• A. Blázovics (Semmelweis University, Budapest, Hungary)
  • F. Capozzi (University of Bologna, Bologna, Italy)
  • M. Carcea (Research Centre for Food and Nutrition, Council for Agricultural Research and Economics Rome, Italy)
  • Zs. Cserhalmi (Food Science Research Institute, National Agricultural Research and Innovation Centre, Budapest, Hungary)
  • M. Dalla Rosa (University of Bologna, Bologna, Italy)
  • I. Dalmadi (Szent István University, Budapest, Hungary)
  • K. Demnerova (University of Chemistry and Technology, Prague, Czech Republic)
  • M. Dobozi King (Texas A&M University, Texas, USA)
  • Muying Du (Southwest University in Chongqing, Chongqing, China)
  • S. N. El (Ege University, Izmir, Turkey)
  • S. B. Engelsen (University of Copenhagen, Copenhagen, Denmark)
  • E. Gelencsér (Food Science Research Institute, National Agricultural Research and Innovation Centre, Budapest, Hungary)
  • V. M. Gómez-López (Universidad Católica San Antonio de Murcia, Murcia, Spain)
  • J. Hardi (University of Osijek, Osijek, Croatia)
  • H. He (Henan Institute of Science and Technology, Xinxiang, China)
  • K. Héberger (Research Centre for Natural Sciences, ELKH, Budapest, Hungary)
  • N. Ilić (University of Novi Sad, Novi Sad, Serbia)
  • D. Knorr (Technische Universität Berlin, Berlin, Germany)
  • H. Köksel (Hacettepe University, Ankara, Turkey)
  • K. Liburdi (Tuscia University, Viterbo, Italy)
  • M. Lindhauer (Max Rubner Institute, Detmold, Germany)
  • M.-T. Liong (Universiti Sains Malaysia, Penang, Malaysia)
  • M. Manley (Stellenbosch University, Stellenbosch, South Africa)
  • M. Mézes (Szent István University, Gödöllő, Hungary)
  • Á. Németh (Budapest University of Technology and Economics, Budapest, Hungary)
  • P. Ng (Michigan State University,  Michigan, USA)
  • Q. D. Nguyen (Szent István University, Budapest, Hungary)
  • L. Nyström (ETH Zürich, Switzerland)
  • L. Perez (University of Cordoba, Cordoba, Spain)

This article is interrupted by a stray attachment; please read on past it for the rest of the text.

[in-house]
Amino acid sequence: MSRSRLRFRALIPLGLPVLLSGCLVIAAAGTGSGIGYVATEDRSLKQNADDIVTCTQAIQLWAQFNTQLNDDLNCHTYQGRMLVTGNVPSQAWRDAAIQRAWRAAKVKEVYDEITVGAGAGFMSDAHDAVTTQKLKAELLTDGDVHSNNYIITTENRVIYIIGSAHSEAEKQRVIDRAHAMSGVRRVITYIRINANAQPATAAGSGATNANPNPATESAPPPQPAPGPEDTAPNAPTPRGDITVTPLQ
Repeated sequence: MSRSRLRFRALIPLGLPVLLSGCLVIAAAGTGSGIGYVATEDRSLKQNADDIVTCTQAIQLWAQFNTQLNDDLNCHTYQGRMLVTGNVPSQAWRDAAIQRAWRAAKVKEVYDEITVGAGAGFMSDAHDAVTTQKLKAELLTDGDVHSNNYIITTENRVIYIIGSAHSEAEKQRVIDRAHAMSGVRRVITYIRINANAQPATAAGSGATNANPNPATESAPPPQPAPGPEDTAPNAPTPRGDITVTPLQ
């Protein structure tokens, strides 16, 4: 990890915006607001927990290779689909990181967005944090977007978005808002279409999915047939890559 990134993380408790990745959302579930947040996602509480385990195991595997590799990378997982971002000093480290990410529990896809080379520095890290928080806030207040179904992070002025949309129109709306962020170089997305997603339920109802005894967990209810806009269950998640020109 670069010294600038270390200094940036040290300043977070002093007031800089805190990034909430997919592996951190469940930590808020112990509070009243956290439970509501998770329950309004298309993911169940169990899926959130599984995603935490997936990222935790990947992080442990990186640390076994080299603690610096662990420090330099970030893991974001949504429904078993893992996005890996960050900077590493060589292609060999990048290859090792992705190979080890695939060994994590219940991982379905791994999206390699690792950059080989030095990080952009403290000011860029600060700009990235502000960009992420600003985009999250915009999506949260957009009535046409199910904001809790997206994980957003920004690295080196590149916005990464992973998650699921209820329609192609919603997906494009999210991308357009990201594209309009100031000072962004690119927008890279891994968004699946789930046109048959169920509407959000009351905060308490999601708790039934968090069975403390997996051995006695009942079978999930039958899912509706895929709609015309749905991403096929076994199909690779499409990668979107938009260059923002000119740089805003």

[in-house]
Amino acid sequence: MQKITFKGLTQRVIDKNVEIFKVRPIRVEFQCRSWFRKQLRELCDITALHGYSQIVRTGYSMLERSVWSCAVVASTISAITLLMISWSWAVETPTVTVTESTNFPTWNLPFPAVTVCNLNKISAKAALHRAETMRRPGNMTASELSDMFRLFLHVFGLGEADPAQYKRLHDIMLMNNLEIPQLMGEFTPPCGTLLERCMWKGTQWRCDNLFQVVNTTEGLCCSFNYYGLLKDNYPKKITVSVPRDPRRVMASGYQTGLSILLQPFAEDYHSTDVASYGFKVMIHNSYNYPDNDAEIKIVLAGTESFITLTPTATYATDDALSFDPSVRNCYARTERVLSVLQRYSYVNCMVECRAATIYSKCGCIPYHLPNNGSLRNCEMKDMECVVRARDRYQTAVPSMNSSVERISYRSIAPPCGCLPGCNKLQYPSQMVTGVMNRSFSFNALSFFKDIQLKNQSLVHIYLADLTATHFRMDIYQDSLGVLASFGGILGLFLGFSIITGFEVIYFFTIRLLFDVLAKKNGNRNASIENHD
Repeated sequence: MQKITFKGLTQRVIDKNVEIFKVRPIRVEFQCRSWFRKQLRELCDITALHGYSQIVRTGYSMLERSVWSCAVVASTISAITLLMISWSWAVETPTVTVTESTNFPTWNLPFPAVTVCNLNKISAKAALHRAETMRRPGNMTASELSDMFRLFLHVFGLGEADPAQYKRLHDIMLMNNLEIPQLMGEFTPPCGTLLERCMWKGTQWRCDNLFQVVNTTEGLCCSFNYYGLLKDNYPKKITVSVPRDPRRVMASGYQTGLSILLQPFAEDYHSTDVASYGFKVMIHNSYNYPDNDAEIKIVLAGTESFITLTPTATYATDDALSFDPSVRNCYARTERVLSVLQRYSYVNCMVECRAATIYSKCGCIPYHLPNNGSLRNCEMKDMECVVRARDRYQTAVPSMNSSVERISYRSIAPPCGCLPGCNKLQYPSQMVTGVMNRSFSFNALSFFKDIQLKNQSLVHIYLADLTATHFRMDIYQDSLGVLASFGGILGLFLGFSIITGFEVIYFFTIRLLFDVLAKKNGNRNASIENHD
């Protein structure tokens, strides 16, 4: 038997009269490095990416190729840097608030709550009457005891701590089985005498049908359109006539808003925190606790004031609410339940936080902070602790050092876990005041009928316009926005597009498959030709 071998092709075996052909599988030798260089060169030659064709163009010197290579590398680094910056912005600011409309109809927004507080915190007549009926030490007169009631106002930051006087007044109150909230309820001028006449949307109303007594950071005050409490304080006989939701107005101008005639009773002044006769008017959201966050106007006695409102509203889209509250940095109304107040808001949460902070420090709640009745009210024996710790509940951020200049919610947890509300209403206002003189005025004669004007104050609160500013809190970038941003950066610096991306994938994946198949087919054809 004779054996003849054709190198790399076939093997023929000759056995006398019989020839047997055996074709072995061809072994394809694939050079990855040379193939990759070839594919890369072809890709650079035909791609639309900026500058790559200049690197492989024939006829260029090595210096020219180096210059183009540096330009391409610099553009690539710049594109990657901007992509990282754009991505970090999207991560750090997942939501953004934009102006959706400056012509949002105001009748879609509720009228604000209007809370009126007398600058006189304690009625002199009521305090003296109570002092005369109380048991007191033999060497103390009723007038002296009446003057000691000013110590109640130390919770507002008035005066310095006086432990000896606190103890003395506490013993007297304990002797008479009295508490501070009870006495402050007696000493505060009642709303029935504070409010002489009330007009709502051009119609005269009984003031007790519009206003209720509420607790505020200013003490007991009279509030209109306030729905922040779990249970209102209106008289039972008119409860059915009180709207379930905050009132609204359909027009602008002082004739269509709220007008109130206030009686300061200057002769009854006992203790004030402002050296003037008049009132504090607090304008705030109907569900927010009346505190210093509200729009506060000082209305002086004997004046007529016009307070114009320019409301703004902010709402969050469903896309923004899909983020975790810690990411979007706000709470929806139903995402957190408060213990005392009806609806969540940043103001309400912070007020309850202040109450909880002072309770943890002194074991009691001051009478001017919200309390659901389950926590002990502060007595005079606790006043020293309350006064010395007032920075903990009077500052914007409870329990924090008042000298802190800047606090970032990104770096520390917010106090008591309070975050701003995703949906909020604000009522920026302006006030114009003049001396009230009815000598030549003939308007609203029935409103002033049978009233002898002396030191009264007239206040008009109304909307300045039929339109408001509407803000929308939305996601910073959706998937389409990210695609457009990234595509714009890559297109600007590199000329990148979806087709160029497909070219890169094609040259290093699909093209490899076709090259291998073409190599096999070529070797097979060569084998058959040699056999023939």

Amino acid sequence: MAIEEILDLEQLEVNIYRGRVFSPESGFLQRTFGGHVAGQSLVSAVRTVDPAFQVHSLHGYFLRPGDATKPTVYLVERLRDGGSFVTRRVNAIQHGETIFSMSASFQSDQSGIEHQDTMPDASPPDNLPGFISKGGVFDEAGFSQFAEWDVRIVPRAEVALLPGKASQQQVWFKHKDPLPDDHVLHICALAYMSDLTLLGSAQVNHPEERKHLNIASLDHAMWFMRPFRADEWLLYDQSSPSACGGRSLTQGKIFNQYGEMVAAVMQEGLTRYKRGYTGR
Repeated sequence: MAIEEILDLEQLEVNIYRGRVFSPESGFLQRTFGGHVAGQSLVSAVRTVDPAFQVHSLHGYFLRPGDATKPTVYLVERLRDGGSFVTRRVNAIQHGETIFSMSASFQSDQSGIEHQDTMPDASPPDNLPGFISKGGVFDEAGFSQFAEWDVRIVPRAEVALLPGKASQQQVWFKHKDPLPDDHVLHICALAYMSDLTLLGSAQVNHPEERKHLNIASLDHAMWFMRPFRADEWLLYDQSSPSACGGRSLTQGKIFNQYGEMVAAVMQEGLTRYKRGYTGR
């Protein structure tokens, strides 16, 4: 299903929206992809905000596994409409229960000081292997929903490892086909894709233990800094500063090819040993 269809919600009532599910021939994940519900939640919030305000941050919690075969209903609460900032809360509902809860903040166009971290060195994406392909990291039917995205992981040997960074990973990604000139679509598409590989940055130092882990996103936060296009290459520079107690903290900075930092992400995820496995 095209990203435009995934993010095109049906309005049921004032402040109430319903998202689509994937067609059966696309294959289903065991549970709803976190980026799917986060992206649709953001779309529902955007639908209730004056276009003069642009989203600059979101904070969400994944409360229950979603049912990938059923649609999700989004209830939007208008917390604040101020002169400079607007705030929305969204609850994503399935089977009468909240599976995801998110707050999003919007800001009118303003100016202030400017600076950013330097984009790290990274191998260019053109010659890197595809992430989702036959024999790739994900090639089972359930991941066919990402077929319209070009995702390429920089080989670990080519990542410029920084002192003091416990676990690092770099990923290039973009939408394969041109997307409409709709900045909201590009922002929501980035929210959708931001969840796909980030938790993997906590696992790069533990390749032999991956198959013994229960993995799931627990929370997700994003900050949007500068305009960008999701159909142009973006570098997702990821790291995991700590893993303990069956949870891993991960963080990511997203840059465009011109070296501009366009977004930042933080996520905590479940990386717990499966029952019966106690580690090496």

• V. Piironen (University of Helsinki, Finland)
  • A. Pino (University of Catania, Catania, Italy)
  • M. Rychtera (University of Chemistry and Technology, Prague, Czech Republic)
  • K. Scherf (Technical University, Munich, Germany)
  • R. Schönlechner (University of Natural Resources and Life Sciences, Vienna, Austria)
  • A. Sharma (Department of Atomic Energy, Delhi, India)
  • A. Szarka (Budapest University of Technology and Economics, Budapest, Hungary)
  • M. Szeitzné Szabó (National Food Chain Safety Office, Budapest, Hungary)
  • S. Tömösközi (Budapest University of Technology and Economics, Budapest, Hungary)
  • L. Varga (University of West Hungary, Mosonmagyaróvár, Hungary)
  • R. Venskutonis (Kaunas University of Technology, Kaunas, Lithuania)
  • B. Wróblewska (Institute of Animal Reproduction and Food Research, Polish Academy of Sciences Olsztyn, Poland)

 

Acta Alimentaria
E-mail: Acta.Alimentaria@uni-mate.hu

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2023  
Web of Science  
Journal Impact Factor 0,8
Rank by Impact Factor Q4 (Food Science & Technology)
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SJR Q rank Q3

Acta Alimentaria
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Acta Alimentaria
Language English
Size B5
Year of
Foundation
1972
Volumes
per Year
1
Issues
per Year
4
Founder Magyar Tudományos Akadémia    
Founder's
Address
H-1051 Budapest, Hungary, Széchenyi István tér 9.
Publisher Akadémiai Kiadó
Publisher's
Address
H-1117 Budapest, Hungary 1516 Budapest, PO Box 245.
Responsible
Publisher
Chief Executive Officer, Akadémiai Kiadó
ISSN 0139-3006 (Print)
ISSN 1588-2535 (Online)